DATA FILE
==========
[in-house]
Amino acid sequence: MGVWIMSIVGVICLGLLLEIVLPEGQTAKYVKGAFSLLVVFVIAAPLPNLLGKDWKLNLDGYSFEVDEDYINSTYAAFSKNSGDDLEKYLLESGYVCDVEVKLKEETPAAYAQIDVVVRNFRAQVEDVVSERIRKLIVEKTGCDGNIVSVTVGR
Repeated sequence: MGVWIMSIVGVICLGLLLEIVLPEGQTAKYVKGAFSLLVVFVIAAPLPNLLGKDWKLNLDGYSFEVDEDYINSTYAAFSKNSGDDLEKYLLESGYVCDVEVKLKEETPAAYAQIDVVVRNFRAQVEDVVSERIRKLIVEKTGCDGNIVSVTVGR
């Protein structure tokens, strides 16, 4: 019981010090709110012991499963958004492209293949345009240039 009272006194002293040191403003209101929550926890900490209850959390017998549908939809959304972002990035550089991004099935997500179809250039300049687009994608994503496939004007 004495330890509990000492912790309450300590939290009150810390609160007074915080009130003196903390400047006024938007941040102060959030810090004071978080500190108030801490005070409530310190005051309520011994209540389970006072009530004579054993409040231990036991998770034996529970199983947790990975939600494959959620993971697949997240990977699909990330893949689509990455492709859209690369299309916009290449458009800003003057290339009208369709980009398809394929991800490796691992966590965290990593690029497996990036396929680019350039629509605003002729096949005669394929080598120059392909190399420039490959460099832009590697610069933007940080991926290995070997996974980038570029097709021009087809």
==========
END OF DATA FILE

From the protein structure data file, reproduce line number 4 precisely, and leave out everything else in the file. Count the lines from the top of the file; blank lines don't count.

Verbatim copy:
């Protein structure tokens, strides 16, 4: 019981010090709110012991499963958004492209293949345009240039 009272006194002293040191403003209101929550926890900490209850959390017998549908939809959304972002990035550089991004099935997500179809250039300049687009994608994503496939004007 004495330890509990000492912790309450300590939290009150810390609160007074915080009130003196903390400047006024938007941040102060959030810090004071978080500190108030801490005070409530310190005051309520011994209540389970006072009530004579054993409040231990036991998770034996529970199983947790990975939600494959959620993971697949997240990977699909990330893949689509990455492709859209690369299309916009290449458009800003003057290339009208369709980009398809394929991800490796691992966590965290990593690029497996990036396929680019350039629509605003002729096949005669394929080598120059392909190399420039490959460099832009590697610069933007940080991926290995070997996974980038570029097709021009087809």